Defence Minister Rajnath Singh Current Affairs - 2020

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IAF resurrects 17th Squadron ‘Golden Arrows’ to operate Rafale aircraft

Indian Air Force (IAF) has resurrected the Air Force Station (AFS) Ambala-based Number 17 Squadron, also known as ‘Golden Arrows’, which will operate the 1st squadron of Rafale fighter jets in near future. The resurrection ceremony of 17th Squadron was presided over by IAF Chief Air Chief Marshal (ACM) B.S. Dhanoa.

First batch of Rafale jets are scheduled to be formally handed over to Defence Minister Rajnath Singh on 8 October in France and are set to arrive in India in May 2020.

IAF also plans to resurrect another former MiG-21 squadron, 101 Squadron also called as ‘Falcons’, which too was ‘number-plated’ (removed from active list, and its identity mothballed for future use) and were later decommissioned as part of IAF’s long-term plan to phase decades-old aircraft out of service. 101 Squadron, the 2nd Rafale squadron, will be based in Hashimara to operate on Sino-Indian front.

About 17th Squadron: ‘Golden Arrows’

The resurrected17 Squadron aka Golden Arrows will be the first IAF squadron to be equipped with state of the art Rafale fighter aircraft. Rafale is an extremely capable, 4th generation, multirole aircraft with advanced weapons.

This Rafale squadron will be based in Ambala and operationally committed to India-Pakistan frontier.

Combat history of 17 Squadron: It was formed at Ambala in 1951 and was equipped with Harvard-II B fighter. By November 1955, the Squadron converted fully to De Havilland Vampire and by 1957 Hawker Hunter fighter aircraft were flown by ‘Golden Arrows’, which it flew with distinction in 1971 war (Bangladesh Liberation War), winning numerous gallantry awards.

In December 1961, Golden Arrows actively participated in Goa Liberation Campaign and in 1965 operations as a reserve force.

In 1975, the Squadron converted to Mig-21 M and on November 1988, the Squadron was presented ‘Colours’ by then President of India R Venkataraman.

Under the command of then Wing Commander and current ACM BS Dhanoa, the squadron distinguished itself in Operation ‘Safed Sagar’ (or 1999 kargil conflict).

Defence Minister Rajnath Singh meets his South Korean counterpart Jeong Kyeong-doo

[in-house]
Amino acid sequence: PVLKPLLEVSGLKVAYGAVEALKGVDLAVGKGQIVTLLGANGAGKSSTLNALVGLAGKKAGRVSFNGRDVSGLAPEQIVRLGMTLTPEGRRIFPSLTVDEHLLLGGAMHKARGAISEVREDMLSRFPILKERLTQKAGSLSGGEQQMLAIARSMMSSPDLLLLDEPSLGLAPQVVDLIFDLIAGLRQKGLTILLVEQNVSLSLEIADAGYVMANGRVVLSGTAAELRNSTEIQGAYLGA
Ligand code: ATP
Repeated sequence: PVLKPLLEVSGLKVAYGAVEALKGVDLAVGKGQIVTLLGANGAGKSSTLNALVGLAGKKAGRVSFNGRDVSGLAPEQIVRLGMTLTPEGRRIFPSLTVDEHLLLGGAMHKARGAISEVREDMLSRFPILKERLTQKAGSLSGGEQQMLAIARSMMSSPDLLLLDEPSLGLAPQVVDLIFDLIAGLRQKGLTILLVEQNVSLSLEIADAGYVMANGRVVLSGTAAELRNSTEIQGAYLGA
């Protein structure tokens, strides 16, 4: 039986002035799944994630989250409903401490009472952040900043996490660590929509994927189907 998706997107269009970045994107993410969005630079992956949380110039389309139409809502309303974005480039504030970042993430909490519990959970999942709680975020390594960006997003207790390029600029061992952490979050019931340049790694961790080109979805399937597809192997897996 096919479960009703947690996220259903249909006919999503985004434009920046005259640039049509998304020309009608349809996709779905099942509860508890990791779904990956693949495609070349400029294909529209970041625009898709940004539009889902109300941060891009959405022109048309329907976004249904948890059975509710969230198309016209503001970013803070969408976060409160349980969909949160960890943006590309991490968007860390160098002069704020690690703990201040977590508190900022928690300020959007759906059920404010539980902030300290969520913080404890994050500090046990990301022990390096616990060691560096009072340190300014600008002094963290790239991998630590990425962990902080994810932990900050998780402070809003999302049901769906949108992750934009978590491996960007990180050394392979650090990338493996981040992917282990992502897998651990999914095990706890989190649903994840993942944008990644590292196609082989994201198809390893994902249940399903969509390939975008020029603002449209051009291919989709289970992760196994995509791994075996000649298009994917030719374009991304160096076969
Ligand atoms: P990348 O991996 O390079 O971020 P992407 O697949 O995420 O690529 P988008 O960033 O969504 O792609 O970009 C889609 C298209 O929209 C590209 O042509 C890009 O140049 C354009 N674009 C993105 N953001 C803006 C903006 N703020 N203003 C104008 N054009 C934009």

Defence Minister Rajnath Singh held talks with his South Korean counterpart Jeong Kyeongdoo, Minister of National Defence, on the second day of his 3-day visit to Republic of Korea (ROK) in Seoul. Indian Defence Minister is on a three-day visit to South Korea with an aim to intensify bilateral defence and security relations.

Key Highlights of Meet

Two leaders comprehensively reviewed bilateral defence co-operation between the countries and noted that defence co-operation lies at heart of Special Strategic Partnership between India and ROK. Both also exchanged views on regional and international developments of mutual interest.

Discussions were held on ongoing co-operation at Service-to-Service level and prospects for enhanced co-operation between defence industries of India and Korea.

Agreements Signed: To further the defence educational exchanges and to extend logistical support to each other’s Navies both countries signed two major agreements. This agreement is expected to enhance defence co-operation between two countries.

Defence Minister Rajnath Singh also paid homage at National Cemetery of Korea to brave martyrs who had laid down their lives for Korean nation. He also visited War Memorial to which he presented a copy of citation received by Indian 60th Para Field Hospital for its exceptional contributions during Korean War (1950 –1953).

India-Korea Defence Ties

India is already developing strong military hardware cooperation with South Korea as Indian Army has already inducted K-9 Vajra self-propelled howitzers (which is a modified version of South Korea’s Samsung-Techwin K-9 Thunder) built in partnership with Indian firm Larsen and Toubro (L&T) and South Korean Hanwha Techwin.